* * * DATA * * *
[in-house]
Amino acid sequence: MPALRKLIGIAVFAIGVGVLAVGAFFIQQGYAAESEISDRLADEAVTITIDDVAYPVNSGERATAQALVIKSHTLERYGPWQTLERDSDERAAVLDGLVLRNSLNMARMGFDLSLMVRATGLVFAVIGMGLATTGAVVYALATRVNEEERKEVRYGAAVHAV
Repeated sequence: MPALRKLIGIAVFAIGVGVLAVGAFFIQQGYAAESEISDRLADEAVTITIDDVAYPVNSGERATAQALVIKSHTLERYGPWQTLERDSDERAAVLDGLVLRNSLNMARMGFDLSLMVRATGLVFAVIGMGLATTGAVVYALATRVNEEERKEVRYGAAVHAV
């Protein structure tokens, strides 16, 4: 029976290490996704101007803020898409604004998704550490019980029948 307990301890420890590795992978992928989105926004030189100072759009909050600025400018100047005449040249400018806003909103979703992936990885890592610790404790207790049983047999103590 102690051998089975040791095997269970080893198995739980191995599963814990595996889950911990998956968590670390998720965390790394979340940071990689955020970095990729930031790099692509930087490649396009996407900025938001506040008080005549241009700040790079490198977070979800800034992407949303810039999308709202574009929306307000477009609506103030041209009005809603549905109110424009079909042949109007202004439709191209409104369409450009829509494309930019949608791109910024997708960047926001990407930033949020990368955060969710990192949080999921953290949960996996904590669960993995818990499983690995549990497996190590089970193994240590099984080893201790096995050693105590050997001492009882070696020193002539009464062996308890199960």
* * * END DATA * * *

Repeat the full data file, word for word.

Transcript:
[in-house]
Amino acid sequence: MPALRKLIGIAVFAIGVGVLAVGAFFIQQGYAAESEISDRLADEAVTITIDDVAYPVNSGERATAQALVIKSHTLERYGPWQTLERDSDERAAVLDGLVLRNSLNMARMGFDLSLMVRATGLVFAVIGMGLATTGAVVYALATRVNEEERKEVRYGAAVHAV
Repeated sequence: MPALRKLIGIAVFAIGVGVLAVGAFFIQQGYAAESEISDRLADEAVTITIDDVAYPVNSGERATAQALVIKSHTLERYGPWQTLERDSDERAAVLDGLVLRNSLNMARMGFDLSLMVRATGLVFAVIGMGLATTGAVVYALATRVNEEERKEVRYGAAVHAV
């Protein structure tokens, strides 16, 4: 029976290490996704101007803020898409604004998704550490019980029948 307990301890420890590795992978992928989105926004030189100072759009909050600025400018100047005449040249400018806003909103979703992936990885890592610790404790207790049983047999103590 102690051998089975040791095997269970080893198995739980191995599963814990595996889950911990998956968590670390998720965390790394979340940071990689955020970095990729930031790099692509930087490649396009996407900025938001506040008080005549241009700040790079490198977070979800800034992407949303810039999308709202574009929306307000477009609506103030041209009005809603549905109110424009079909042949109007202004439709191209409104369409450009829509494309930019949608791109910024997708960047926001990407930033949020990368955060969710990192949080999921953290949960996996904590669960993995818990499983690995549990497996190590089970193994240590099984080893201790096995050693105590050997001492009882070696020193002539009464062996308890199960």